So this is a part of the theory that's true. Cloud seeding is a process of dispersing chemicals -- usually silver iodide -- to increase the chances that it will actually rain. China did it to guarantee clear skies during the opening ceremony of the 2008 Summer Olympics. It's debatable whether or not it actually works. You can read more about it here.
So the government isn't controlling the weather or secretly vaccinating us?
As with any conspiracy theory that relies on the government's ability to pull off a large-scale hoax that's noticeable only by people that alternate conspiracy videos with katana care guides, this one is probably also not true.
Either way Kylie's picture has received 4,300 retweets at the time of writing but, other than telling her fans that she just "reposted the pic" and "know[s] how to spell responsible," her account has fallen mysteriously silent on the subject. Either she's a 17-year-old who saw a picture and posted it without thinking too hard about it or she just blew the lid off a massive conspiracy happening right before our very eyes. We'll let you decide.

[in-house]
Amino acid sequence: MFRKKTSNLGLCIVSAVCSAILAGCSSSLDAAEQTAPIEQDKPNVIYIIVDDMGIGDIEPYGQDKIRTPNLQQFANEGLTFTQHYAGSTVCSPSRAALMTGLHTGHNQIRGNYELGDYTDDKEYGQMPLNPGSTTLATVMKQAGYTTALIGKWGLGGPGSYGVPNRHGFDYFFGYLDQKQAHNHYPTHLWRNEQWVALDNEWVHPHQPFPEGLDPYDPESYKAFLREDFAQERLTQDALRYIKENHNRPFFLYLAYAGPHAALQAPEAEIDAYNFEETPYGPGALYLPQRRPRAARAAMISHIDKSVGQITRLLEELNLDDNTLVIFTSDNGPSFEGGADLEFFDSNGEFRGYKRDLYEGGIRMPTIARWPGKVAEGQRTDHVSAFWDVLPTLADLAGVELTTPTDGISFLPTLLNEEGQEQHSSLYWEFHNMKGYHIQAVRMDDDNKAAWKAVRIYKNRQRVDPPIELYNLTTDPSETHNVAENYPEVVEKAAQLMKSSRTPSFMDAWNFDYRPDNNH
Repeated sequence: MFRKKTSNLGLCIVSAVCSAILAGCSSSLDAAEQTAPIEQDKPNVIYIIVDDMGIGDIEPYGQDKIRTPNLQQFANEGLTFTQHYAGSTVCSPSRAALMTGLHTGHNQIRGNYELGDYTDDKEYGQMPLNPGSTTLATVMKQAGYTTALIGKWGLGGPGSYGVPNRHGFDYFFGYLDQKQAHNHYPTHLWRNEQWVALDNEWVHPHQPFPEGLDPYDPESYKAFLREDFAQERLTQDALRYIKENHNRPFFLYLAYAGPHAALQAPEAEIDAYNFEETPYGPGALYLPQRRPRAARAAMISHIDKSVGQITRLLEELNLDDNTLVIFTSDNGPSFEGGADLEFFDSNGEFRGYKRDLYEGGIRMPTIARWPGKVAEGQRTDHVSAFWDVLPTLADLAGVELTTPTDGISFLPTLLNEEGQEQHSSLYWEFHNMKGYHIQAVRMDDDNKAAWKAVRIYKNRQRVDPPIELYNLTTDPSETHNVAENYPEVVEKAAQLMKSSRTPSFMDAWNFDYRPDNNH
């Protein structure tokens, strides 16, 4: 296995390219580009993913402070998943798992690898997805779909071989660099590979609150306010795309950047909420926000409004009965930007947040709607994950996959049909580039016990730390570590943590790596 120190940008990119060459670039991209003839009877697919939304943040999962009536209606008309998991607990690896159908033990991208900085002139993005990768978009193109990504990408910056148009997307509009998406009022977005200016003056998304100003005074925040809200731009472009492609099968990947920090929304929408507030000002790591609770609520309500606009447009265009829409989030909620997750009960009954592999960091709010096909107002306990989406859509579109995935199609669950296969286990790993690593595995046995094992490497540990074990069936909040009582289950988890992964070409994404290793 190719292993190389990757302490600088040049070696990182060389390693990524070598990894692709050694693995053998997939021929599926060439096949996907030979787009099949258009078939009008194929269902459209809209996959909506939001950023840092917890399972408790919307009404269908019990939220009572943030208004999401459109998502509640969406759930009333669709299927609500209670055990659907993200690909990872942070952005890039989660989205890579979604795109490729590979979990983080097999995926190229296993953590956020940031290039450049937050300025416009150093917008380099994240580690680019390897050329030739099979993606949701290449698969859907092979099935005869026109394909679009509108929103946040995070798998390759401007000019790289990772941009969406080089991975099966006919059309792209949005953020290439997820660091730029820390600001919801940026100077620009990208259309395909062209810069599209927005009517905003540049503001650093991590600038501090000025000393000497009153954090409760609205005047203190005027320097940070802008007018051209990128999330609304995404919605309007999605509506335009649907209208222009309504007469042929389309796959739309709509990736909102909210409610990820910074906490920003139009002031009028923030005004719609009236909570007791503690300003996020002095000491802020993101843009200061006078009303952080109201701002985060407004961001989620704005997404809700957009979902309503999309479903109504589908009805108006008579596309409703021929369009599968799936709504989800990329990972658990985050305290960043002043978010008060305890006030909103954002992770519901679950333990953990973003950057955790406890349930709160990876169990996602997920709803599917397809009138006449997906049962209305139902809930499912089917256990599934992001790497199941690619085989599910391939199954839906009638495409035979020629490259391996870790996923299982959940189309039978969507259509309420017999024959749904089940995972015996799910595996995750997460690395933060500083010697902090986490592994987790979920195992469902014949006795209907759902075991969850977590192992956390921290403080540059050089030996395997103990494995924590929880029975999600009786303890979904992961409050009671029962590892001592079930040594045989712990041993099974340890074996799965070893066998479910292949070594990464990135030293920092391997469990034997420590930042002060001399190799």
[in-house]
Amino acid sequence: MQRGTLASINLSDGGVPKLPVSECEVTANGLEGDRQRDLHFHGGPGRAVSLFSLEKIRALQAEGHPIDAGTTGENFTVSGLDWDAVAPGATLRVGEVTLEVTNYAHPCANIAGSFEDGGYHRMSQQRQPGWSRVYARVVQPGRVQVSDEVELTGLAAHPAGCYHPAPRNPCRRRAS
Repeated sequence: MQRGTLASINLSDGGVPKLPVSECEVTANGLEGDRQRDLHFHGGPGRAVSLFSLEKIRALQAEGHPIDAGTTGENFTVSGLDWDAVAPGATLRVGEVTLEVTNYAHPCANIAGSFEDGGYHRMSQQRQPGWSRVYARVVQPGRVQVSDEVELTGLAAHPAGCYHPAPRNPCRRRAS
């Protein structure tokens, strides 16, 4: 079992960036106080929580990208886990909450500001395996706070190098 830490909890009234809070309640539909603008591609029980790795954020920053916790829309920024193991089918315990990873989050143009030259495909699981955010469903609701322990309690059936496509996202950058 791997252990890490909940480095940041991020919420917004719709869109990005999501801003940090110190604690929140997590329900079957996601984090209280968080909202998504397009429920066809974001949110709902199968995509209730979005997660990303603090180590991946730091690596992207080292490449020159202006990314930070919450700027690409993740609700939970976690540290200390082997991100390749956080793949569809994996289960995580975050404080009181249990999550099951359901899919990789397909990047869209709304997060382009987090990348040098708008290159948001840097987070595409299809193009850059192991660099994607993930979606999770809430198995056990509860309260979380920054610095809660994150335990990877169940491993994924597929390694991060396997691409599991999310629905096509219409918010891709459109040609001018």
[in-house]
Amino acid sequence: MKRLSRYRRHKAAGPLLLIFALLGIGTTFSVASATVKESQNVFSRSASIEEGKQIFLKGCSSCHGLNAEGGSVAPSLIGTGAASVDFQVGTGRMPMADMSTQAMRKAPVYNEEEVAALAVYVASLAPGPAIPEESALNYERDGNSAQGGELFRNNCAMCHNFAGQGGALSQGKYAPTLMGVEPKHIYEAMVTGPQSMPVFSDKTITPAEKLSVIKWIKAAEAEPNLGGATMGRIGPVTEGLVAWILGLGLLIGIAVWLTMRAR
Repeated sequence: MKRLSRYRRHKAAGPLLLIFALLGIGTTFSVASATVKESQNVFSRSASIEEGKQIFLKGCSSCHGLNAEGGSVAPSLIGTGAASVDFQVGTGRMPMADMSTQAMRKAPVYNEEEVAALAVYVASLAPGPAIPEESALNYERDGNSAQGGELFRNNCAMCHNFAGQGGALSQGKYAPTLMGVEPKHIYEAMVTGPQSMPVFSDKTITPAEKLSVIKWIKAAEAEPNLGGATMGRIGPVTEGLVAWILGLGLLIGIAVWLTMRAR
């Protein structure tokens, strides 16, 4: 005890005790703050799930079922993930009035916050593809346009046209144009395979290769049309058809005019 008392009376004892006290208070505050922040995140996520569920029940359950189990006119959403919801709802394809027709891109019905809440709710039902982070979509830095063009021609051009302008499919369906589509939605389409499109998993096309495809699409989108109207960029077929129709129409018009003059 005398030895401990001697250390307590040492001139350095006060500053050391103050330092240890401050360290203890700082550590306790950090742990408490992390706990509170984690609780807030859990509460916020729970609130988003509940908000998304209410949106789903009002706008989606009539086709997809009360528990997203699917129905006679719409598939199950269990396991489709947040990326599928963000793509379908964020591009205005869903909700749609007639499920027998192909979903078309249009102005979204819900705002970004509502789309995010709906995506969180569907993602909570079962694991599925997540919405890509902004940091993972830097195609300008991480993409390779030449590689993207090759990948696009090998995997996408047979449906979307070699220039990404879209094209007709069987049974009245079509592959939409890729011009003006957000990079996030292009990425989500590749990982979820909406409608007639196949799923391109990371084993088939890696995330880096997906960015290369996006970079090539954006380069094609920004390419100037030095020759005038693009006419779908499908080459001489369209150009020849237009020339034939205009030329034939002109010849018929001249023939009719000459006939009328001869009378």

Justin Bieber's recent campaign to rehabilitate his image, and maybe go back to being considered some kind of actual pop star instead of a global joke, has had its ups and downs. Sure, his car karaoke with James Corden was endearing but it reeked of calculated attempts to reform himself, what Hannibal Buress described during Bieber's Comedy Central roast as an "extremely transparent attempt to be more likeable in the public eye." Like Buress, we hope it doesn't work.
Now, in the latest attempt to be what the kids are calling "cool," Bieber has covered Boyz II Men's "I'll Make Love to You," one of the creepiest recorded pop songs not named "Blurred Lines." The performance has all of the hallmarks of Bieber 2 (or is it 3?) point 0, including a decided lack of horrifying hair, a shirt, and not being arrested. And it isn't musically terrible, indicating yet again that Bieber's stardom happened for a reason (in addition to his hair).